Life would be so simple if a person were either all good or all bad. However, most people, even abusive people, have some good qualities or they would not have drawn others into their orbit to begin with.
Abuse in a relationship usually arises over time and stems from the abuser’s insecurity and fear. So it can be easy for a compassionate person to feel empathy even for a partner, even if they have been abusive.
How far should compassion go?
Compassion means trying to understand another person’s frame of mind. However, it does not mean putting up with and living with someone who is abusive. We can be compassionate without compromising our own boundaries and self-respect.
Compassion never means accepting or living with abuse. You can have compassion for someone’s flaws without accepting a relationship overwhelmed by abuse, contempt, or fear. You can have compassion for someone’s weaknesses without giving up what is yours morally and legally.
Abusive vs. healthy relationships
In abusive relationships, people live in a defensive, fearful state of mind. Rather than being open and candid, they have to tip-toe around and avoid speaking their mind to avoid conflict, hostility, and abuse. Living in a constant state of vigilance and dread leads to a deep sense of insecurity.
In healthy relationships partners try to overcome that insecurity in order to promote what is best for the other person because it is in both partners’ best interest to be supportive and encouraging. They attempt to override their fear with love and compassion for the other person.
Relationships are meant to be mutually supportive and life-enhancing. When two people live together, each should want the other to thrive and be happy.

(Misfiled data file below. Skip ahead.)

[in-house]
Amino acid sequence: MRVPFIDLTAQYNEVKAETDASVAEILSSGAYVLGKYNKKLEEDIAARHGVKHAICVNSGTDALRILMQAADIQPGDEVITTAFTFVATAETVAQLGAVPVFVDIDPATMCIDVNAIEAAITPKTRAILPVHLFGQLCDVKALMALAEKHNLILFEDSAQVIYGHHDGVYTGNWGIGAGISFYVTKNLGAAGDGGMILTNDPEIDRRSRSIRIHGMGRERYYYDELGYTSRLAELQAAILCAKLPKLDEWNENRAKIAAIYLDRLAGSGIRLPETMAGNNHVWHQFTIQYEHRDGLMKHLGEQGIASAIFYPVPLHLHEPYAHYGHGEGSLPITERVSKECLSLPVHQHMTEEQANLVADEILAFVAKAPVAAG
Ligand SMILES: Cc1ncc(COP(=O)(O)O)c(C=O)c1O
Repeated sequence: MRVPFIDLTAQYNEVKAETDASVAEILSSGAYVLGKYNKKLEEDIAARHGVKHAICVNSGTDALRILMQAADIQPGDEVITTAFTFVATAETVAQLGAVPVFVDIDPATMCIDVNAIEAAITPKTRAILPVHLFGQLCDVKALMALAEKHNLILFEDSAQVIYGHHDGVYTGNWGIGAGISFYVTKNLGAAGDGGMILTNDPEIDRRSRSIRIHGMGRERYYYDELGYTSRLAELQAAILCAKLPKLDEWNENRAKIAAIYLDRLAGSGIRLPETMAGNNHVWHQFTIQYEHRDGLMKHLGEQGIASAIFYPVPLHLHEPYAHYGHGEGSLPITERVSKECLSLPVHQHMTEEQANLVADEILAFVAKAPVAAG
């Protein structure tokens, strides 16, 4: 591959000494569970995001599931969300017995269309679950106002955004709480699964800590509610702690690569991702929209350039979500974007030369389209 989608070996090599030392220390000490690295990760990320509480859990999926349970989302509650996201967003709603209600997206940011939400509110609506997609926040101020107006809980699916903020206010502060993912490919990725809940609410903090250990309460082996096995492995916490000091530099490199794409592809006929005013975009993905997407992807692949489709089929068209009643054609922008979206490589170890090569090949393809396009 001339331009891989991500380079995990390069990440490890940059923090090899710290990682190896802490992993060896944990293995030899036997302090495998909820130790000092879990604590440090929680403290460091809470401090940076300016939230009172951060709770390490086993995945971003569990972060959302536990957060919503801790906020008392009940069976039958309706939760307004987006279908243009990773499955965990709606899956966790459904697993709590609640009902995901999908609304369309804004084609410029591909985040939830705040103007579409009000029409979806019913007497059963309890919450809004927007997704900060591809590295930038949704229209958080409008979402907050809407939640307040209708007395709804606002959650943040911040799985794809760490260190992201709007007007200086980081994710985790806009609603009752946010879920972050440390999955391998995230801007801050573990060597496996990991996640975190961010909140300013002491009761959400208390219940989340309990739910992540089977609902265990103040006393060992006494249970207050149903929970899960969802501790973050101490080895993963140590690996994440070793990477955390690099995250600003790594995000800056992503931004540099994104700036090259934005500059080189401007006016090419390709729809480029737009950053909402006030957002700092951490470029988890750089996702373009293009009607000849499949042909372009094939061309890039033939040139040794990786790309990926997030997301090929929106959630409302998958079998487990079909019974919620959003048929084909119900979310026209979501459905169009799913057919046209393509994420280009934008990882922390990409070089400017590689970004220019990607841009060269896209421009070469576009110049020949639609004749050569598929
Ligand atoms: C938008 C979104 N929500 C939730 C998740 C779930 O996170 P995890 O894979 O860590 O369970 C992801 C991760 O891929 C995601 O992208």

Listen to your inner voice
The most important voice you need to listen to and address is your inner voice—or intuition—that protects you. Despite negative feelings about leaving the situation, such as guilt, fear, or feeling like a failure, you must remind yourself that leaving an abusive person is an act of self-protection and self-respect. No one in their right mind who knows the circumstances of the abuse you confront and cares about you would blame you for leaving. So do not stay in a relationship for appearances’ sake.
You are entitled to independence, liberty, and the pursuit of happiness without the limitations imposed on you by an abusive partner. You don’t need to vilify your partner. You can continue to appreciate the positive experiences you enjoyed together. Yet you must honor yourself by setting boundaries and insisting that your former partner does so as well.
Treat your former partner with respect. But remember it takes both of you to continue to be respectful after the relationship ends. If your ex does not keep their end of the bargain, then it is time to let go of any hope that you can maintain a friendship, and you might have to avoid him or her altogether.
by Dr. Alison Poulsen